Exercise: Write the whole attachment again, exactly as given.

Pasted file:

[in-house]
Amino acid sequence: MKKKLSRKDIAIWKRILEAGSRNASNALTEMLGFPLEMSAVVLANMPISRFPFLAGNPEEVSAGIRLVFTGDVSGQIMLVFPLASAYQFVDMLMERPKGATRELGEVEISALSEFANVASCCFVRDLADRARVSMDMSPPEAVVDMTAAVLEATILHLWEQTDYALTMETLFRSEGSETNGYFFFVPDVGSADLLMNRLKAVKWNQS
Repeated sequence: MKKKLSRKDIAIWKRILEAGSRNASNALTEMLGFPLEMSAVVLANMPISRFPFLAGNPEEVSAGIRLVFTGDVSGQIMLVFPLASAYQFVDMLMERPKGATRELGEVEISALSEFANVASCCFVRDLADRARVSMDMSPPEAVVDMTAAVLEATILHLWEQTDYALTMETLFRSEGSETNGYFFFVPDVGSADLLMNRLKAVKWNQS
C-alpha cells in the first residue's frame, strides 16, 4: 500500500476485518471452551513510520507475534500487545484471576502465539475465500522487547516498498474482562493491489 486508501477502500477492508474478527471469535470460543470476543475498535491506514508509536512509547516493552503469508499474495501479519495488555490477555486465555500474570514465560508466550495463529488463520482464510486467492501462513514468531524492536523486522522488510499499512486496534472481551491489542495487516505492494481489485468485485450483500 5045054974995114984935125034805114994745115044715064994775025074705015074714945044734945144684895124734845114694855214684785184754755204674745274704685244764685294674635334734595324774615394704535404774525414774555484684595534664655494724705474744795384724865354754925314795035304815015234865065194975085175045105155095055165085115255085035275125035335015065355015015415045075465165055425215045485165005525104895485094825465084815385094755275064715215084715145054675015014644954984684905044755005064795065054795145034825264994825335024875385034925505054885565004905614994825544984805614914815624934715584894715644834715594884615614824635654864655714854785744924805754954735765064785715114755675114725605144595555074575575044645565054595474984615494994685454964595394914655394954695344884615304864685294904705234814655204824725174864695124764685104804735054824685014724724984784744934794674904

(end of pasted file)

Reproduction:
[in-house]
Amino acid sequence: MKKKLSRKDIAIWKRILEAGSRNASNALTEMLGFPLEMSAVVLANMPISRFPFLAGNPEEVSAGIRLVFTGDVSGQIMLVFPLASAYQFVDMLMERPKGATRELGEVEISALSEFANVASCCFVRDLADRARVSMDMSPPEAVVDMTAAVLEATILHLWEQTDYALTMETLFRSEGSETNGYFFFVPDVGSADLLMNRLKAVKWNQS
Repeated sequence: MKKKLSRKDIAIWKRILEAGSRNASNALTEMLGFPLEMSAVVLANMPISRFPFLAGNPEEVSAGIRLVFTGDVSGQIMLVFPLASAYQFVDMLMERPKGATRELGEVEISALSEFANVASCCFVRDLADRARVSMDMSPPEAVVDMTAAVLEATILHLWEQTDYALTMETLFRSEGSETNGYFFFVPDVGSADLLMNRLKAVKWNQS
C-alpha cells in the first residue's frame, strides 16, 4: 500500500476485518471452551513510520507475534500487545484471576502465539475465500522487547516498498474482562493491489 486508501477502500477492508474478527471469535470460543470476543475498535491506514508509536512509547516493552503469508499474495501479519495488555490477555486465555500474570514465560508466550495463529488463520482464510486467492501462513514468531524492536523486522522488510499499512486496534472481551491489542495487516505492494481489485468485485450483500 5045054974995114984935125034805114994745115044715064994775025074705015074714945044734945144684895124734845114694855214684785184754755204674745274704685244764685294674635334734595324774615394704535404774525414774555484684595534664655494724705474744795384724865354754925314795035304815015234865065194975085175045105155095055165085115255085035275125035335015065355015015415045075465165055425215045485165005525104895485094825465084815385094755275064715215084715145054675015014644954984684905044755005064795065054795145034825264994825335024875385034925505054885565004905614994825544984805614914815624934715584894715644834715594884615614824635654864655714854785744924805754954735765064785715114755675114725605144595555074575575044645565054595474984615494994685454964595394914655394954695344884615304864685294904705234814655204824725174864695124764685104804735054824685014724724984784744934794674904